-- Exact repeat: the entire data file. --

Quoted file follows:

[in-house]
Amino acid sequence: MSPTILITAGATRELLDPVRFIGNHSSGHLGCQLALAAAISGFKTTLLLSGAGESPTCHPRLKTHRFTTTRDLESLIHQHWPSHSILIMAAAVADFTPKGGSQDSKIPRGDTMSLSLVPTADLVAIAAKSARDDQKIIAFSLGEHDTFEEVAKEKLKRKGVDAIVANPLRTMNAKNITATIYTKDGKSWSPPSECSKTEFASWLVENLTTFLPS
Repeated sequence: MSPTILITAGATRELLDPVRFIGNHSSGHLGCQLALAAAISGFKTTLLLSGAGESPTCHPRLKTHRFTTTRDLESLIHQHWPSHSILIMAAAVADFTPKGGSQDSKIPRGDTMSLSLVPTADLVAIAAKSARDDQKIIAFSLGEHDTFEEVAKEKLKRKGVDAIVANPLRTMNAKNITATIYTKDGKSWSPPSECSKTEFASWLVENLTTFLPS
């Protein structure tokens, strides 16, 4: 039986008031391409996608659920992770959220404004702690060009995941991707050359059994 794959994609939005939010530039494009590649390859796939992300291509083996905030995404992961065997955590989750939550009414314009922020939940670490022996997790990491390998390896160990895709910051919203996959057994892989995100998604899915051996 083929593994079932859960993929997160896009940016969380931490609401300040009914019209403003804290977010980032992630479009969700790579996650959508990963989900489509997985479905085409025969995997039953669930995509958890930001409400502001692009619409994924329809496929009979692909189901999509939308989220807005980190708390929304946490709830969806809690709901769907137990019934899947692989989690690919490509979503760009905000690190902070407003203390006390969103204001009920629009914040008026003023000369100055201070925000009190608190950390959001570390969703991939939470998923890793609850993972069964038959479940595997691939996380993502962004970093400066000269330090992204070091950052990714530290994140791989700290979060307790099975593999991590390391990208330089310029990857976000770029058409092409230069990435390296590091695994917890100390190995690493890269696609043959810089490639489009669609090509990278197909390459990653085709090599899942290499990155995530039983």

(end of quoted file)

[in-house]
Amino acid sequence: MSPTILITAGATRELLDPVRFIGNHSSGHLGCQLALAAAISGFKTTLLLSGAGESPTCHPRLKTHRFTTTRDLESLIHQHWPSHSILIMAAAVADFTPKGGSQDSKIPRGDTMSLSLVPTADLVAIAAKSARDDQKIIAFSLGEHDTFEEVAKEKLKRKGVDAIVANPLRTMNAKNITATIYTKDGKSWSPPSECSKTEFASWLVENLTTFLPS
Repeated sequence: MSPTILITAGATRELLDPVRFIGNHSSGHLGCQLALAAAISGFKTTLLLSGAGESPTCHPRLKTHRFTTTRDLESLIHQHWPSHSILIMAAAVADFTPKGGSQDSKIPRGDTMSLSLVPTADLVAIAAKSARDDQKIIAFSLGEHDTFEEVAKEKLKRKGVDAIVANPLRTMNAKNITATIYTKDGKSWSPPSECSKTEFASWLVENLTTFLPS
């Protein structure tokens, strides 16, 4: 039986008031391409996608659920992770959220404004702690060009995941991707050359059994 794959994609939005939010530039494009590649390859796939992300291509083996905030995404992961065997955590989750939550009414314009922020939940670490022996997790990491390998390896160990895709910051919203996959057994892989995100998604899915051996 083929593994079932859960993929997160896009940016969380931490609401300040009914019209403003804290977010980032992630479009969700790579996650959508990963989900489509997985479905085409025969995997039953669930995509958890930001409400502001692009619409994924329809496929009979692909189901999509939308989220807005980190708390929304946490709830969806809690709901769907137990019934899947692989989690690919490509979503760009905000690190902070407003203390006390969103204001009920629009914040008026003023000369100055201070925000009190608190950390959001570390969703991939939470998923890793609850993972069964038959479940595997691939996380993502962004970093400066000269330090992204070091950052990714530290994140791989700290979060307790099975593999991590390391990208330089310029990857976000770029058409092409230069990435390296590091695994917890100390190995690493890269696609043959810089490639489009669609090509990278197909390459990653085709090599899942290499990155995530039983």